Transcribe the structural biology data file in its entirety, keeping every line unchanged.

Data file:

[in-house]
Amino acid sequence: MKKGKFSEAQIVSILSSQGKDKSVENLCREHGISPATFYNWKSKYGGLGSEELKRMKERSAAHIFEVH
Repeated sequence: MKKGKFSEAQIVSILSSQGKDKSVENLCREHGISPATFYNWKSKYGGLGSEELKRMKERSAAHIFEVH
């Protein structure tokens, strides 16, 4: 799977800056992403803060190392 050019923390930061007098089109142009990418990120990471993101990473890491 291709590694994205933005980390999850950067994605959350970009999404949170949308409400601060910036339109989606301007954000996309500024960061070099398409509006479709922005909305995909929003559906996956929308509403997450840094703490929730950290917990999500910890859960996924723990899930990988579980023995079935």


[in-house]
Amino acid sequence: MKKGKFSEAQIVSILSSQGKDKSVENLCREHGISPATFYNWKSKYGGLGSEELKRMKERSAAHIFEVH
Repeated sequence: MKKGKFSEAQIVSILSSQGKDKSVENLCREHGISPATFYNWKSKYGGLGSEELKRMKERSAAHIFEVH
């Protein structure tokens, strides 16, 4: 799977800056992403803060190392 050019923390930061007098089109142009990418990120990471993101990473890491 291709590694994205933005980390999850950067994605959350970009999404949170949308409400601060910036339109989606301007954000996309500024960061070099398409509006479709922005909305995909929003559906996956929308509403997450840094703490929730950290917990999500910890859960996924723990899930990988579980023995079935």